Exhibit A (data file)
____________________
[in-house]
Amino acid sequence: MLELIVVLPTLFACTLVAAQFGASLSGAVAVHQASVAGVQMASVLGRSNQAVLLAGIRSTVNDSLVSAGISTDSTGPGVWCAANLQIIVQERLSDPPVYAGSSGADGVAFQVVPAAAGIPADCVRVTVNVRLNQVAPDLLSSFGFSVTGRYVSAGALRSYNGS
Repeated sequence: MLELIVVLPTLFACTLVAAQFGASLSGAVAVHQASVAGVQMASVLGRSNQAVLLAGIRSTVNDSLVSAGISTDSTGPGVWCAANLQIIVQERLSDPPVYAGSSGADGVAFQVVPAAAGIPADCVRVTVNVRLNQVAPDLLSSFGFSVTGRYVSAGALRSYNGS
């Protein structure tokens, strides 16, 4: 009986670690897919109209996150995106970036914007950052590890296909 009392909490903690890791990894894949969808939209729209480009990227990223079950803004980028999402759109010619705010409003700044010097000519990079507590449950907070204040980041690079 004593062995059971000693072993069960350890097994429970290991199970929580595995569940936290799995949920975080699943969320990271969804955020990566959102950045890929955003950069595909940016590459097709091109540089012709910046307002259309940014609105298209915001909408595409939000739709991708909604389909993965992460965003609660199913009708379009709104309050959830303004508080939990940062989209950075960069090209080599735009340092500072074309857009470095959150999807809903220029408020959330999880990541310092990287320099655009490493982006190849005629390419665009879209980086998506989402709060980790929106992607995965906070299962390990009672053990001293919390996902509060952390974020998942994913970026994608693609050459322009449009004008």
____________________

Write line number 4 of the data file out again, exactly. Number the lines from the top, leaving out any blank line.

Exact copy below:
């Protein structure tokens, strides 16, 4: 009986670690897919109209996150995106970036914007950052590890296909 009392909490903690890791990894894949969808939209729209480009990227990223079950803004980028999402759109010619705010409003700044010097000519990079507590449950907070204040980041690079 004593062995059971000693072993069960350890097994429970290991199970929580595995569940936290799995949920975080699943969320990271969804955020990566959102950045890929955003950069595909940016590459097709091109540089012709910046307002259309940014609105298209915001909408595409939000739709991708909604389909993965992460965003609660199913009708379009709104309050959830303004508080939990940062989209950075960069090209080599735009340092500072074309857009470095959150999807809903220029408020959330999880990541310092990287320099655009490493982006190849005629390419665009879209980086998506989402709060980790929106992607995965906070299962390990009672053990001293919390996902509060952390974020998942994913970026994608693609050459322009449009004008």